ARMY TM 9-2815-260-24
AIR FORCE TO 38G1-126-2
MARINE CORPS TM 09244A/09245A-24
MAINTENANCE ALLOCATION CHART (Continued)
g. Remove/Install. To remove and install the same item when required to perform service or other maintenance
functions. Install may be the act of emplacing, seating, or fixing into position a spare, repair part, or module
(component or assembly) in a manner to allow the proper functioning of an equipment or system.
h. Replace. To remove an unserviceable item and install a serviceable counterpart in its place. Replace is
authorized by the MAC and assigned maintenance level is shown as the 3rd position code of the SMR code.
i. Repair. The application of maintenance services1 including fault location/troubleshooting2, removal/installation,
and disassembly/assembly3 procedures, and maintenance actions4 to identify troubles and restore serviceability to
an item by correcting specific damage, fault, malfunction, or failure in a part, subassembly, module (component
or assembly), end item, or system.
j. Overhaul. That maintenance effort (service/action) prescribed to restore an item to a completely serviceable/
operational condition as required by maintenance standards in appropriate technical publications (i.e., DMWR).
Overhaul is normally the highest degree of maintenance performed by the Army. Overhaul does not normally
return an item to like new condition.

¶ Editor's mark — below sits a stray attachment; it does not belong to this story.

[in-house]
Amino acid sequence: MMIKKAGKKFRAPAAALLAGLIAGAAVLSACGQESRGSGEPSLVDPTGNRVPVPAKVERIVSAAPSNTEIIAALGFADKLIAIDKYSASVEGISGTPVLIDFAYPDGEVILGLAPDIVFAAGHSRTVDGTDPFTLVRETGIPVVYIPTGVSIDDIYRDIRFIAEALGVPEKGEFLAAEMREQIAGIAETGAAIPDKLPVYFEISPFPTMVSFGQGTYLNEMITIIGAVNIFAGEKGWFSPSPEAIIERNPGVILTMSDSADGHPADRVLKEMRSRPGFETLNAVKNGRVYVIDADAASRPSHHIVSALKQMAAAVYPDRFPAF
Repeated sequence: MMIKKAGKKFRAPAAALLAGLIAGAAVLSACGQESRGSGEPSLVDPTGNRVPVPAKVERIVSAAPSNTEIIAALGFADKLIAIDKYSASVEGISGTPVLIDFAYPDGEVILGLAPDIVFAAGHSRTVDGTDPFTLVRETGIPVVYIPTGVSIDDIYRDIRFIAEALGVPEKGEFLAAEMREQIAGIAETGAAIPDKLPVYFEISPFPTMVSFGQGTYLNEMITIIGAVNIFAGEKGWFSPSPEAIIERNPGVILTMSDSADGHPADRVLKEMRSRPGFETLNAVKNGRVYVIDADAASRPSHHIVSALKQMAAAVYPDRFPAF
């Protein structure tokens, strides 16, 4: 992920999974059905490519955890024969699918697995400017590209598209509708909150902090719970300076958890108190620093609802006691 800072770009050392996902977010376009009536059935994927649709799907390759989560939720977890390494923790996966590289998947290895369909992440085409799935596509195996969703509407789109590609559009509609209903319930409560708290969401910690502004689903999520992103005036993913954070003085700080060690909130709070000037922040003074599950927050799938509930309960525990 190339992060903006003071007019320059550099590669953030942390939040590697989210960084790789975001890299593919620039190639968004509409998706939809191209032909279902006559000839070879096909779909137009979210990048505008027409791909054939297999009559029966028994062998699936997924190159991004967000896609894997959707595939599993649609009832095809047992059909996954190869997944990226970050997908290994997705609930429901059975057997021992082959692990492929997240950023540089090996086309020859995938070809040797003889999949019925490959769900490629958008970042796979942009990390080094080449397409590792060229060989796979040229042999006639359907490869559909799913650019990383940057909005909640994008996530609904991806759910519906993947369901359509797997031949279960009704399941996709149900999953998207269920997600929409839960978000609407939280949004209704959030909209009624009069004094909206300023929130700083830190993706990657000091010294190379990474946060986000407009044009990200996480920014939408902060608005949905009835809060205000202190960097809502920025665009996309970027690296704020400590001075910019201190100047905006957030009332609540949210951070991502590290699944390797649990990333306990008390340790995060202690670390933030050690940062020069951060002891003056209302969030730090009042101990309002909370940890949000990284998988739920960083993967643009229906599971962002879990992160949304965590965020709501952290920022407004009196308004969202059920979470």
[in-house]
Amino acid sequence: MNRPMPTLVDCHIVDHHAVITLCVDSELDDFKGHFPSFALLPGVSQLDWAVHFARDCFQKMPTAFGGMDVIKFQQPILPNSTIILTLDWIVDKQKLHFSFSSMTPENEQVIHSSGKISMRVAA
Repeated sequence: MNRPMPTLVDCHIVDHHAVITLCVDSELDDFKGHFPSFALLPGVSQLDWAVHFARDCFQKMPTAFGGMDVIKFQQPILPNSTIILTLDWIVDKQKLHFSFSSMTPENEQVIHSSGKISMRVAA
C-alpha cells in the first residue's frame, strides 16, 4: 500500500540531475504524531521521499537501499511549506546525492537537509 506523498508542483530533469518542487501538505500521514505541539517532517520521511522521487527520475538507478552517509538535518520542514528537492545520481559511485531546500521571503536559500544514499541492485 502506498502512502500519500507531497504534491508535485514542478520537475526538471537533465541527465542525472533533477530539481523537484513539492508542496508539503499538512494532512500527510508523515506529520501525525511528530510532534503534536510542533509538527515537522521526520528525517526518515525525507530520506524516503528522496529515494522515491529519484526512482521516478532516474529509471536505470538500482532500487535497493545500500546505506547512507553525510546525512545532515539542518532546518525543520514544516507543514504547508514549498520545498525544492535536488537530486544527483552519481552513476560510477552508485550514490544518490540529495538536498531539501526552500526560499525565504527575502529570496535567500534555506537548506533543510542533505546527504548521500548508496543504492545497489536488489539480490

k. Rebuild. Consists of those services/actions necessary for the restoration of unserviceable equipment to a like new
condition in accordance with original manufacturing standards. Rebuild is the highest degree of material
maintenance applied to Army equipment. The rebuild operation includes the act of returning to zero those age
measurements (e.g. hours/ miles) considered in classifying Army equipment/components.
B.3 Explanation of Columns in the MAC, Section II.
a. Column 1, Group Number. Column 1 lists functional group code numbers, the purpose of which is to identify
maintenance significant components, assemblies, subassemblies, and modules with the next higher assembly.
b. Column 2, Component/Assembly. Column 2 contains the item names of components, assemblies,
subassemblies, and modules for which maintenance is authorized.
c. Column 3, Maintenance Function. Column 3 lists the functions to be performed on the item listed in column 2.
(For detailed explanation of these functions, see paragraph B.2).
d. Column 4, Maintenance Level. Column 4 specifies each level of maintenance authorized to perform each
function listed in Column 3, by indicating work time required (expressed as man-hours in whole hours or
decimals) in the appropriate subcolumn.. This work-time figure represents the active time required to perform
that maintenance function at the indicated level of maintenance. If the number or complexity of the tasks within
the listed maintenance function vary at different maintenance levels, appropriate work time figure will be shown
for each level. The work-time figure represents the average time required to restore an item (assembly,
subassembly, component, module, end item, or system) to a serviceable condition under typical field operating
conditions. This time includes preparation time (condition/follow-on tasks) (including any necessary
disassembly / assembly time), troubleshooting / fault location time, and quality assurance time in addition to the
time required to perform the specific